LEDs and OLEDs power innovative large-scale displays

June 14, 2011
Mitsubishi Electric utilizes OLEDs to build a 6m spherical display, while Panasonic has created the world’s largest HDTV using LEDs at Charlotte Motor Speedway.
The Geo-Cosmos display

Visitors to the National Museum of Emerging Science and Innovation in Tokyo, Japan can now enjoy a 6m-diameter globe display that Mitsubishi Electric built utilizing 10,362 organic light-emitting diode (OLED) panels. And US auto racing fans that visit Charlotte Motor Speedway in North Carolina will experience instant replays and leaderboard statistics on a high-definition (HD) video board that stands 200-ft wide and 80-ft tall that Panasonic constructed using 9 million LEDs.

The Mitsubishi Geo-Cosmos display hangs 18m above the floor in the Tokyo museum replacing an older globe that was lit by LEDs. Mitsubishi says that the display can project 10 million pixels – 10 times more than the older LED globe. The new display was commissioned to commemorate the 10th anniversary of the museum.

OLED globe under construction

Mitsubishi, along with partners Dentsu, GK Tech, and Go and Partners, constructed the globe using individual Mitsubishi Diamond Vision OLED panels that measure 96x96 mm. The panels feature a 3-mm dot pitch for each RGB pixel. The panels are mounted on an aluminum skin that forms the sphere.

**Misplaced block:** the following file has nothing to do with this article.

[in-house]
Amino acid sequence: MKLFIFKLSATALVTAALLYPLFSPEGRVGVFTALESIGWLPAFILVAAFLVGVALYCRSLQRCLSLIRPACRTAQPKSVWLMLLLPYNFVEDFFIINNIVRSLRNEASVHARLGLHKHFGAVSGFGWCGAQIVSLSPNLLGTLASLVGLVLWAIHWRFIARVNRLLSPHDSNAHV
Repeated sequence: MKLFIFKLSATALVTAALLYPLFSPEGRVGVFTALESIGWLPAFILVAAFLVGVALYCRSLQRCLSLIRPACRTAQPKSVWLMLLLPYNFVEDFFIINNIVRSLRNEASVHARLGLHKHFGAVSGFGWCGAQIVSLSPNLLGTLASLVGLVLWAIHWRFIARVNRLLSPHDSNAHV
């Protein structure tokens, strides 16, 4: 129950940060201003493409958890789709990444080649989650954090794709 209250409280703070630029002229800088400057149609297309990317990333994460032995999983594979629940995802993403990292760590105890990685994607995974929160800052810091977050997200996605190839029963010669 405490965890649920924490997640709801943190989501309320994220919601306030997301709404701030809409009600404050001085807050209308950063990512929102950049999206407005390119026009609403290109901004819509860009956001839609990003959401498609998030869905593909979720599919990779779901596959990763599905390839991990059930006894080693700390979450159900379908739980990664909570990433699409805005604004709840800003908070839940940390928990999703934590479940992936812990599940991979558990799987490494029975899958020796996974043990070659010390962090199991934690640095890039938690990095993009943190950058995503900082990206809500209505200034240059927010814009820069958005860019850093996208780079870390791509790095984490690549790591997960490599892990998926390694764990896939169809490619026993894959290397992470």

The museum will use the global display to project the earth and to present other symbiotic scenes. For example, the display can project scenes of clouds and earth images captured from a meteorological satellite.

Charlotte Motor Speedway HDTV

Dale Earnhardt Jr debuts HD board

The NASCAR Sprint Cup All-Star race on May 21 served as the debut for the largest HD video board in the world. Panasonic constructed the 16,000-square-foot screen using 158 panels made with LEDs.

The display stands 110 ft above the race track centered along the backstretch of the course. It is capable of playing video with 720p resolution.

The speedway said that the new board uses “280 times more LED bulbs than the Times Square Ball” that is used to celebrate the arrival of the New Year annually in New York City. The speedway noted that the New York ball can be seen from 50 blocks away and expects fans seated along the entire front stretch to have a clear view of the HD board.

The speedway conducted an operational debut of the HD board with the help of Dale Earnhardt Jr – one of NASCAR’s biggest stars. Earnhardt demonstrated the HD capabilities playing a racing simulation video game displayed on the board.

Speedway board construction

“The Coca-Cola 600 [a May race at the track] is one of the best events we have all year long. Now fans can get a ticket to the race and have the experience of the live event with the comfort of their own TV at home with this big TV,” Earnhardt Jr. continued. “This place just keeps getting better.”

Indeed the speedway presented live action, video replays, race statistics, and interactive entertainment on the board. “This giant Panasonic HDTV will be a game changer for our fans on race day,” said Marcus Smith, president and general manager of the speedway. “It will give them a whole new way to experience a NASCAR event at Charlotte Motor Speedway.”